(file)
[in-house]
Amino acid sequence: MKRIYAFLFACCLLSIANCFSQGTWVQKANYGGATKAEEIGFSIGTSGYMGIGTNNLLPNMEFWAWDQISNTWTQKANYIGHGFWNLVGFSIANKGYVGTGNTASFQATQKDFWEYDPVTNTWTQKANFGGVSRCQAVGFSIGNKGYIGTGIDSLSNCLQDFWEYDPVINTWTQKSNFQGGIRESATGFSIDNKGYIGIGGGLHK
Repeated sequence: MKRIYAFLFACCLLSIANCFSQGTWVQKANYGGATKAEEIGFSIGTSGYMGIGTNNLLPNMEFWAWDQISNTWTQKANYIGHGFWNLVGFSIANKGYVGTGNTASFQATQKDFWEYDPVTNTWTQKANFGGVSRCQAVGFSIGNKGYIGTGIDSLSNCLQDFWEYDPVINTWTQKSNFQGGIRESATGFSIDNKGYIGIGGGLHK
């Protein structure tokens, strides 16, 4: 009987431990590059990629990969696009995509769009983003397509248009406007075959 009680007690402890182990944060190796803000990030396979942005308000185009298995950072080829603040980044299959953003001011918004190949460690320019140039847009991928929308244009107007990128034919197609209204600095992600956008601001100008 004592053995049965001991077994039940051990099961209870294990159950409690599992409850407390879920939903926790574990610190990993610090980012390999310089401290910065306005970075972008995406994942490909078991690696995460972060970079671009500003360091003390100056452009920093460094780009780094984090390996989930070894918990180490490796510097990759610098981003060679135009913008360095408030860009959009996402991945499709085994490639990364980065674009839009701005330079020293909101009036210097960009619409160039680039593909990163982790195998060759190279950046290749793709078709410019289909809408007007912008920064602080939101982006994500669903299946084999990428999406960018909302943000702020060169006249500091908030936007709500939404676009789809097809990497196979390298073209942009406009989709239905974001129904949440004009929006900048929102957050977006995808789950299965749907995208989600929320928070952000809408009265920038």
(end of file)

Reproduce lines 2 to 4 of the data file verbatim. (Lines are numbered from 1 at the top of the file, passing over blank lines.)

Amino acid sequence: MKRIYAFLFACCLLSIANCFSQGTWVQKANYGGATKAEEIGFSIGTSGYMGIGTNNLLPNMEFWAWDQISNTWTQKANYIGHGFWNLVGFSIANKGYVGTGNTASFQATQKDFWEYDPVTNTWTQKANFGGVSRCQAVGFSIGNKGYIGTGIDSLSNCLQDFWEYDPVINTWTQKSNFQGGIRESATGFSIDNKGYIGIGGGLHK
Repeated sequence: MKRIYAFLFACCLLSIANCFSQGTWVQKANYGGATKAEEIGFSIGTSGYMGIGTNNLLPNMEFWAWDQISNTWTQKANYIGHGFWNLVGFSIANKGYVGTGNTASFQATQKDFWEYDPVTNTWTQKANFGGVSRCQAVGFSIGNKGYIGTGIDSLSNCLQDFWEYDPVINTWTQKSNFQGGIRESATGFSIDNKGYIGIGGGLHK
């Protein structure tokens, strides 16, 4: 009987431990590059990629990969696009995509769009983003397509248009406007075959 009680007690402890182990944060190796803000990030396979942005308000185009298995950072080829603040980044299959953003001011918004190949460690320019140039847009991928929308244009107007990128034919197609209204600095992600956008601001100008 004592053995049965001991077994039940051990099961209870294990159950409690599992409850407390879920939903926790574990610190990993610090980012390999310089401290910065306005970075972008995406994942490909078991690696995460972060970079671009500003360091003390100056452009920093460094780009780094984090390996989930070894918990180490490796510097990759610098981003060679135009913008360095408030860009959009996402991945499709085994490639990364980065674009839009701005330079020293909101009036210097960009619409160039680039593909990163982790195998060759190279950046290749793709078709410019289909809408007007912008920064602080939101982006994500669903299946084999990428999406960018909302943000702020060169006249500091908030936007709500939404676009789809097809990497196979390298073209942009406009989709239905974001129904949440004009929006900048929102957050977006995808789950299965749907995208989600929320928070952000809408009265920038």